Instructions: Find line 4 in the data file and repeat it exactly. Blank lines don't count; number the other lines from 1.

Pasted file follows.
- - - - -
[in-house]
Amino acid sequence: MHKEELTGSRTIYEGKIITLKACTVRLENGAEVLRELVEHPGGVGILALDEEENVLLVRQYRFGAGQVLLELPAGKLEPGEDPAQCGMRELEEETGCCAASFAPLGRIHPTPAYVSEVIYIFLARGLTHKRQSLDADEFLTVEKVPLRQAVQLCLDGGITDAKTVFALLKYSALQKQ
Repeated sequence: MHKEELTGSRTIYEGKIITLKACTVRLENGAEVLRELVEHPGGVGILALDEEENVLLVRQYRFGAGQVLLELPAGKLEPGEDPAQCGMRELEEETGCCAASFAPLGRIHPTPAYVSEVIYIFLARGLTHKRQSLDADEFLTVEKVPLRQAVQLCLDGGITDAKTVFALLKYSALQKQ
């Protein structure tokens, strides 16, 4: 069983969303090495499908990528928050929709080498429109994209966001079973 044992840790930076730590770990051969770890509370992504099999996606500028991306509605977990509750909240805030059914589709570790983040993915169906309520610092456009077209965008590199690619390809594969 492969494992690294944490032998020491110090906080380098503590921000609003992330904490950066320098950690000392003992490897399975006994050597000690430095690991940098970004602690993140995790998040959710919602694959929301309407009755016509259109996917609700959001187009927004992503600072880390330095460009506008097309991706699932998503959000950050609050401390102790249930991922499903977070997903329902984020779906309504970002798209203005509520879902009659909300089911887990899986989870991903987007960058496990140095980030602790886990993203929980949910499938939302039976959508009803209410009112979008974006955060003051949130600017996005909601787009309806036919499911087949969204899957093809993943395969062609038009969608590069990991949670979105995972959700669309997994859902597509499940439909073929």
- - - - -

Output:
């Protein structure tokens, strides 16, 4: 069983969303090495499908990528928050929709080498429109994209966001079973 044992840790930076730590770990051969770890509370992504099999996606500028991306509605977990509750909240805030059914589709570790983040993915169906309520610092456009077209965008590199690619390809594969 492969494992690294944490032998020491110090906080380098503590921000609003992330904490950066320098950690000392003992490897399975006994050597000690430095690991940098970004602690993140995790998040959710919602694959929301309407009755016509259109996917609700959001187009927004992503600072880390330095460009506008097309991706699932998503959000950050609050401390102790249930991922499903977070997903329902984020779906309504970002798209203005509520879902009659909300089911887990899986989870991903987007960058496990140095980030602790886990993203929980949910499938939302039976959508009803209410009112979008974006955060003051949130600017996005909601787009309806036919499911087949969204899957093809993943395969062609038009969608590069990991949670979105995972959700669309997994859902597509499940439909073929």